I have a question about licensing, and because my legal English isn't really strong, I was hoping for a simple answer...

My idea is to create a set of services, that uses command line programs which are licensed under LGPL and LGPLv3 and distribute amazon AMI for a fee. The question is should my code be also LGPL, and if not, can i charge people for this?

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    Cool! Just remember that none of us are lawyers either, and that the answers that we give are out of good faith, and are not legal advice :) – Zizouz212 Mar 1 '16 at 20:26
  • I thought some of you may have experience with this legal stuff. :) – Štef FoReal Mar 1 '16 at 20:44
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    Oh no, I'm not saying that we can't give you an answer - I'm just saying that you can't use us as your lawyer. We'd still be more than happy to provide an answer though :) – Zizouz212 Mar 1 '16 at 20:51
  • Are you asking only about using free software to offer a network service? Or do you plan to offer your code to other people? – apsillers Mar 1 '16 at 21:21
  • Amazon AMI is a snapshot of a OS. All the installed software is on it. On AMI would be my services and free software, but I intent to charge for it, if possible. – Štef FoReal Mar 1 '16 at 21:50

The question is should my code be also LGPL, and if not, can I charge people for this?

The LGPL draws a distinction between two kinds of new work that make use of an LGPL-licensed library:

  • modifications to the library, where the LGPL-licensed work is modified directly
  • a "combined work" (or "work that uses the library" in v2.1), where a separate application uses the library

In the first case, changes to the library must be licensed under the LGPL. In the second case, only the library must be released under the LGPL; the application that uses the LGPL-licensed work does not need to be licensed under the LGPL. (It must follow a few guidelines, though. Notably, it must be easy to for users to make the application use a replacement library if a user wants to substitute the LGPL-licensed library with a different version.)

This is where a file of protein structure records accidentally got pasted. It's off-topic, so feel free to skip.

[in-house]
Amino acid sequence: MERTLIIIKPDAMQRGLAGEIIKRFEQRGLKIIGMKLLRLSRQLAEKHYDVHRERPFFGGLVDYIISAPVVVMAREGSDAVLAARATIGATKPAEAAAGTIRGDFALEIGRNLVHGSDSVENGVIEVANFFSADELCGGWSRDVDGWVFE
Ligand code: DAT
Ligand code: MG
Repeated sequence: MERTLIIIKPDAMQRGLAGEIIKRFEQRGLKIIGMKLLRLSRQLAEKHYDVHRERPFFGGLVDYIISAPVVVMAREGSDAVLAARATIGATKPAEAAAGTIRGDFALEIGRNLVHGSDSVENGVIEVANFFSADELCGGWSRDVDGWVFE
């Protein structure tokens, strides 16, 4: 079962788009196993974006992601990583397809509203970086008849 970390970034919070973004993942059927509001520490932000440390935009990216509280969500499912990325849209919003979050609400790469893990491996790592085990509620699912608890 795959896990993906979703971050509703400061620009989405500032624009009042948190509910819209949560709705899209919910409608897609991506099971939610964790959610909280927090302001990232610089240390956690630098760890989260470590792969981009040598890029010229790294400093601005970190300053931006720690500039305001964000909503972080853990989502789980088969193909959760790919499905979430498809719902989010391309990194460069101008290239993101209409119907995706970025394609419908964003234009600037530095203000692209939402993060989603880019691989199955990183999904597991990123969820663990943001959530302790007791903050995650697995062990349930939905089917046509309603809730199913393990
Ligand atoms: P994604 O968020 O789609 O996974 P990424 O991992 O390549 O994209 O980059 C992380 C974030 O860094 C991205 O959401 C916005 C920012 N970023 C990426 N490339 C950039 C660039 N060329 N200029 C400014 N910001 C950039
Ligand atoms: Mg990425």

However, it's possible that you don't even need to follow any of these rules, if your code doesn't combine with the LGPL-licensed work into a single program in either of the above-mentioned ways. If your work is stand-alone program, and only invokes the LGPL-licensed work as a separate program, then your code not bound by any of the LGPL's rules. The distinction between one program with two parts and two separate programs that call one another is a hazy metaphysical and legal distinction; the FSF has some guidelines on how they feel about the subject in their FAQ. If you wish to play it safe, then assume you do form a single program and license your work accordingly.

Finally, you may charge whatever you please for the act of transferring a copy of free software, even if your software is under the LGPL. See the FSF's article "Selling Free Software" for a robust treatment of the subject.

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